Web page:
Monday, November 24, 2008

Orienteering at All Saints Camp

Over the weekend of November 15 and 16, I went orienteering. It was a two day event for North Texes Orienteering Association. It was at one of my favorite camps, All Saints. 660 acres of forest nestled up on Lake Texoma. Being a two day event, you must complete both days to be in the hunt for an award. I went up with the Marcus High School and the Flower Mound High school kids. We had four adults and about 14 kids on day one. We left on the bus at 6:45 AM and arrived about 8:30 at the camp. Being a two day event, they also had us all pre-registered so we even knew our start times. But with that many people, we had to be up there early. I do the technically difficult orienteering, but the shorter course. Better for this out-of-shape-bad-back guy. Day one, I made a royal screw up. Not on the course. I finished the course in about an hour and 11 minutes. Being advanced courses, we were electronically timed. Meaning, you wear an RF thing on your finger. When you find a control point, you verify it is the correct one and then stick your RF thing into the device strapped on the control point. It records your time onto your RF thing and you keep going. You know it recorded, as it "beeps" and flashes at you. I got to the sixth control, and it wasn't recording. In that case, you must revert back to the punch card method. The lower, easier courses, all use punch cards. On those, when you reach the control, it also has a paper punch. Each punch makes unique marks and you punch the paper into the box for that control. It sounds confusing, but it is easy. So on the sixth and seventh, I reached into my pocket to yank out the paper, punched it, stuffed it back into my pocket and kept on going. You can always paper punch to be sure your presence is recorded.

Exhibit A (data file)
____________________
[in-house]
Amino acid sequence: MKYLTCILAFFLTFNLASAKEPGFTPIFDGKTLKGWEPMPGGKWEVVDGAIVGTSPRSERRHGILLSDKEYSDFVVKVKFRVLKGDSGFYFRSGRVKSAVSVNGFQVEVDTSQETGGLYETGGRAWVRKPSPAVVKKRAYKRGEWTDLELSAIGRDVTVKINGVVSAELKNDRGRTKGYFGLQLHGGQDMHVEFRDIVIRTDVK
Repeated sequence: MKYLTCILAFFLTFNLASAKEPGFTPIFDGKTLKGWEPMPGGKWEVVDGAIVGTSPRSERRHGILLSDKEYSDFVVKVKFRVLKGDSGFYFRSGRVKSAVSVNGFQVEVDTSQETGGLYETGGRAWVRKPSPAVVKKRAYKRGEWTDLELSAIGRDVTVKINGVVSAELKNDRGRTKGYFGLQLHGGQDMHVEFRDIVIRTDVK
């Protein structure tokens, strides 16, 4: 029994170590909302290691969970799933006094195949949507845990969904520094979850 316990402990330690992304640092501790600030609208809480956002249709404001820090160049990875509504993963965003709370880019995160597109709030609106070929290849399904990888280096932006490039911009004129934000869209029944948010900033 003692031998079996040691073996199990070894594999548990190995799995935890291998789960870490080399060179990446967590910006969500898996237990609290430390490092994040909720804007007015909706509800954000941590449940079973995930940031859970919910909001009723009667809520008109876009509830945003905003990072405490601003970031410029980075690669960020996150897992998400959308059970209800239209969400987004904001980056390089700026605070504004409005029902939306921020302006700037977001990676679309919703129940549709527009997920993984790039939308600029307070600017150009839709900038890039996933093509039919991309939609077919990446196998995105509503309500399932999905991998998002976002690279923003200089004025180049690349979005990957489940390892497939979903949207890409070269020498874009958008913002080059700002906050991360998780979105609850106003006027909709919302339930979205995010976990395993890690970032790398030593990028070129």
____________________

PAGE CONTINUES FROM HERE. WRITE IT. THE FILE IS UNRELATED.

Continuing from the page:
About an hour after my return to the bus, I remembered that at 6:15 AM, I'd ALSO put my Texas drivers license into that same pocket! Yep, my license is out in the woods. I checked at the finish, but it hadn't been turned in yet. By then, all our group was back, so we headed for lunch and back to the Dallas area. I figured I'd ride the bus back up and then I had about an hour and thirty minutes on Sunday, and would check for the license and then ask permission to head back out onto the day-one course and those two controls and hope to find it. They would probably not be using that side of the camp on day two.

Can you say "Needle in a haystack"? Sure. I went out to the two controls and the one spot where I'd had to climb under an old barb-wire fence, but no luck in finding the missing license.

Over all, I did well. I got third. Our fearless leader also got a third. One kid in our troop got a fourth. Only one other kid in our group, had bothered to finish their orienteering course.

Here are some photo's. The bus, the camp area, the cabins, the woods.


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